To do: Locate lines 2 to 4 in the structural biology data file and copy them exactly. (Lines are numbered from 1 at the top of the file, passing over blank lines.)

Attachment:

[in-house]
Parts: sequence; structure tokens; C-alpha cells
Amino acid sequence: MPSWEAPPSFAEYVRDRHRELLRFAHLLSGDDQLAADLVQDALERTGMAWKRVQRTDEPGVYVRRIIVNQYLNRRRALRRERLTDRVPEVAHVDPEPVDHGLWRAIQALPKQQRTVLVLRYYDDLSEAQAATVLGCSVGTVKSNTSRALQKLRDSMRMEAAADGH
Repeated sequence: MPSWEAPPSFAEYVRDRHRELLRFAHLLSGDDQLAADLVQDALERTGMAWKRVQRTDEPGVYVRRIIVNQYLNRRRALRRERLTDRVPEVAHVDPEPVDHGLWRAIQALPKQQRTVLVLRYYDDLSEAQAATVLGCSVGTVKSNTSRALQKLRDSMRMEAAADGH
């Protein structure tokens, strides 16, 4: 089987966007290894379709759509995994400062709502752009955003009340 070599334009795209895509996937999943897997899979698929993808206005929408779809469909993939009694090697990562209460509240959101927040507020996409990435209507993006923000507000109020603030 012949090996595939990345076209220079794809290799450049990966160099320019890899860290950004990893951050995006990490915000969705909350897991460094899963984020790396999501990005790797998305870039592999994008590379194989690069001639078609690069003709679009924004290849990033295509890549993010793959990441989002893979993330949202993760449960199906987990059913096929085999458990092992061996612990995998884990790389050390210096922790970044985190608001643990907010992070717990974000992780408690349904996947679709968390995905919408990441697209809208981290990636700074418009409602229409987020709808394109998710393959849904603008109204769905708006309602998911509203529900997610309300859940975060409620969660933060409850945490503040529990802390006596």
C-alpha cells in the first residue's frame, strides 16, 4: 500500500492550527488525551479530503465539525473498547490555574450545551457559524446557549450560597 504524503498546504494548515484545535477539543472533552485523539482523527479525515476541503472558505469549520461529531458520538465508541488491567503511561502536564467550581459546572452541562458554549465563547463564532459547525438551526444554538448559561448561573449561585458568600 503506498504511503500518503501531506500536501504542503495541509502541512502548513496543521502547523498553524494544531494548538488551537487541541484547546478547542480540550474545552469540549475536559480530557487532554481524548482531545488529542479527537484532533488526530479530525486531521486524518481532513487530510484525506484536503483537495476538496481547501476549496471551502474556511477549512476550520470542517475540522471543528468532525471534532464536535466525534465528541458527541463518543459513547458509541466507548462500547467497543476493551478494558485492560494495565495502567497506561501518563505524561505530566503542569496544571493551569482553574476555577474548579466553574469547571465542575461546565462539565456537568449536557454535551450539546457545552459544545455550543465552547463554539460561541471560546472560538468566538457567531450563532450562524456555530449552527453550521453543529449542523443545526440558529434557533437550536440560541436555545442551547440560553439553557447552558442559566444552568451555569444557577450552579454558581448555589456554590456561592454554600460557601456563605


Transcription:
Parts: sequence; structure tokens; C-alpha cells
Amino acid sequence: MPSWEAPPSFAEYVRDRHRELLRFAHLLSGDDQLAADLVQDALERTGMAWKRVQRTDEPGVYVRRIIVNQYLNRRRALRRERLTDRVPEVAHVDPEPVDHGLWRAIQALPKQQRTVLVLRYYDDLSEAQAATVLGCSVGTVKSNTSRALQKLRDSMRMEAAADGH
Repeated sequence: MPSWEAPPSFAEYVRDRHRELLRFAHLLSGDDQLAADLVQDALERTGMAWKRVQRTDEPGVYVRRIIVNQYLNRRRALRRERLTDRVPEVAHVDPEPVDHGLWRAIQALPKQQRTVLVLRYYDDLSEAQAATVLGCSVGTVKSNTSRALQKLRDSMRMEAAADGH